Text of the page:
Intermetallic γ-TiAl based alloys of the TNM™ alloy family attain their excellent processing characteristics by a high β-phase content present at hot-working temperatures. Subsequent to hot-working the β-phase content is decreased by a heat treatment step performed at temperatures where the β-phase fraction exhibits a minimum. In this study, in- and ex-situ experiments were conducted on three alloys with different contents of β/β0 stabilizing elements. The course of phase fractions as a function of temperature as well as phase transition temperatures were determined by means of in-situ high-energy X-ray diffraction experiments. Additionally, dynamic scanning calorimetry investigations were performed to obtain complementary data on the transition temperatures. Quantitative metallography was conducted on heat treated and quenched specimens to acquire additional information on the dependence of the phase fractions on temperature. By neutron diffraction experiments the ordering temperatures of the constituent phases were determined. It was shown that the experiments yielded consistent results which differ significantly from ThermoCalc simulations for which a commercial TiAl database was used. The differences between the experimental results and the thermodynamic predictions are discussed.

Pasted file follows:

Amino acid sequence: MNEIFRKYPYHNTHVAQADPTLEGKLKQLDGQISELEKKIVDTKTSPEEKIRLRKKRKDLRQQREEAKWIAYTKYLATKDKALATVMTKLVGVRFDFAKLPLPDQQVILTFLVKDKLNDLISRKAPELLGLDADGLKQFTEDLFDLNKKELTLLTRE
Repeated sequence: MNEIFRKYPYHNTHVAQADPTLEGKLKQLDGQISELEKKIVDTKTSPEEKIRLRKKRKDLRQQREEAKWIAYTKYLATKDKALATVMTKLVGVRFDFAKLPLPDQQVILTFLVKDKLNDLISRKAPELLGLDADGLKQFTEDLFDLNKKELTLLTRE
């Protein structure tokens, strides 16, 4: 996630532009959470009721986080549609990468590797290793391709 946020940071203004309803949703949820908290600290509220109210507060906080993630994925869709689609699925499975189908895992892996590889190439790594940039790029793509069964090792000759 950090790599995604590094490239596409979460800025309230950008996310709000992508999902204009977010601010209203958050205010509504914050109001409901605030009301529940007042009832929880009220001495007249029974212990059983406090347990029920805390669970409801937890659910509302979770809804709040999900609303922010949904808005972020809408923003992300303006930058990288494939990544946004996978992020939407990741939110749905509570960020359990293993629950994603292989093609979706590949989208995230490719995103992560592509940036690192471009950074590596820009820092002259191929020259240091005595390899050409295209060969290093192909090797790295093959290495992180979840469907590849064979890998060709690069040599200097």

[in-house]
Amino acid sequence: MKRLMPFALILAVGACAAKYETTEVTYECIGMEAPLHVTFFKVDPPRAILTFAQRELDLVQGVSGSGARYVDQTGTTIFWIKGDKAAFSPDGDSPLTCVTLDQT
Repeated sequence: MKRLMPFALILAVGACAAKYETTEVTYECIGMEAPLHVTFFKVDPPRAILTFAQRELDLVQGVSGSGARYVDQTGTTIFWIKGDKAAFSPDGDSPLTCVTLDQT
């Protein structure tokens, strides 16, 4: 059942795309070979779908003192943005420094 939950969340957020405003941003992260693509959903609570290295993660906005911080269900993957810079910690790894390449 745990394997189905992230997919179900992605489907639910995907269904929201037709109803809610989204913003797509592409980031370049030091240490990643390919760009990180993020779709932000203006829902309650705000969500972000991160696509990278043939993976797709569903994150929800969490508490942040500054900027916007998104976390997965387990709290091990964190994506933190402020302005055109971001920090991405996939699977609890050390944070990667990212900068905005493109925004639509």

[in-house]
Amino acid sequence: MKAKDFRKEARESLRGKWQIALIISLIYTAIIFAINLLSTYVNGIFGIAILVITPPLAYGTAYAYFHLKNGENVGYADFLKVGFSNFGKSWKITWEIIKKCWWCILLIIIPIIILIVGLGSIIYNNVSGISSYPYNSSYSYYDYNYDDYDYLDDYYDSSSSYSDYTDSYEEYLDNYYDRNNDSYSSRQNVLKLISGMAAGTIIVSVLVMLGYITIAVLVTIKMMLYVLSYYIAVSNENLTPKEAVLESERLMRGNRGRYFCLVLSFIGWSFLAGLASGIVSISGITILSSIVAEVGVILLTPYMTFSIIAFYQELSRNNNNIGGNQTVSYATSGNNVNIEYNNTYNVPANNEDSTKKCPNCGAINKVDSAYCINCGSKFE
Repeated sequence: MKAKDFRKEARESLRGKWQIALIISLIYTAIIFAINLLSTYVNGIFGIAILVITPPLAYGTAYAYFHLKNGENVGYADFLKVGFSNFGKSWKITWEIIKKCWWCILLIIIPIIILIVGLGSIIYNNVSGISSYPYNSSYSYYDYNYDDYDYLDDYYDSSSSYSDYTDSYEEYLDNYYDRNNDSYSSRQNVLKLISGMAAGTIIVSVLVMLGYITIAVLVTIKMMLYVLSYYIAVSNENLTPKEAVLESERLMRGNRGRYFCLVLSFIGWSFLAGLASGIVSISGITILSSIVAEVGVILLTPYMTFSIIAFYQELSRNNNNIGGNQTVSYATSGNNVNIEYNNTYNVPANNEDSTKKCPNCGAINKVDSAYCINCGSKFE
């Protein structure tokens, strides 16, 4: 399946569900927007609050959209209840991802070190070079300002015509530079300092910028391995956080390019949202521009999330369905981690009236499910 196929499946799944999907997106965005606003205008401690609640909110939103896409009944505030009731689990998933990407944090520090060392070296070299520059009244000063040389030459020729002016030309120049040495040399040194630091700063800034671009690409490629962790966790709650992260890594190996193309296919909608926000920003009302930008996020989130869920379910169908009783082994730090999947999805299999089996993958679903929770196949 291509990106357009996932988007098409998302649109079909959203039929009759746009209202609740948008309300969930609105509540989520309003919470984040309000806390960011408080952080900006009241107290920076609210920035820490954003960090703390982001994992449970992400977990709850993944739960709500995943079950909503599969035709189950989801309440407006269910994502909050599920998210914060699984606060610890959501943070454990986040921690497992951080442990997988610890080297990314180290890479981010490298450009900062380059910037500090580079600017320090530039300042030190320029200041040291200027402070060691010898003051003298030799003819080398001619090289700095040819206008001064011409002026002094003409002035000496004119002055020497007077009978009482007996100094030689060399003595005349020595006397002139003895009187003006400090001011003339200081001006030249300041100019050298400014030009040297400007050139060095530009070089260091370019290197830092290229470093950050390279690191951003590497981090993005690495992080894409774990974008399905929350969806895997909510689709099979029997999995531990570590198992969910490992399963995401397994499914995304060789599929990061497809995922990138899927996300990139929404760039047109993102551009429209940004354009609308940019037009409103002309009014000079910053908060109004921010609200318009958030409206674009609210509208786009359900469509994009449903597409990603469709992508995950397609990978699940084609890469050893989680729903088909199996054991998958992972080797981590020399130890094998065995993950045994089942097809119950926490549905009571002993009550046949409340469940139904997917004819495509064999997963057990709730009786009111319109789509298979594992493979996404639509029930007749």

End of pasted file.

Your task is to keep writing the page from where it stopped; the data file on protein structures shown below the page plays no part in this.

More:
- A. Titanium aluminides, based on TiAl
- B. Alloy design
- B. Order/disorder transformations
- B. Phase transformations
- C. Heat treatment
- F. Diffraction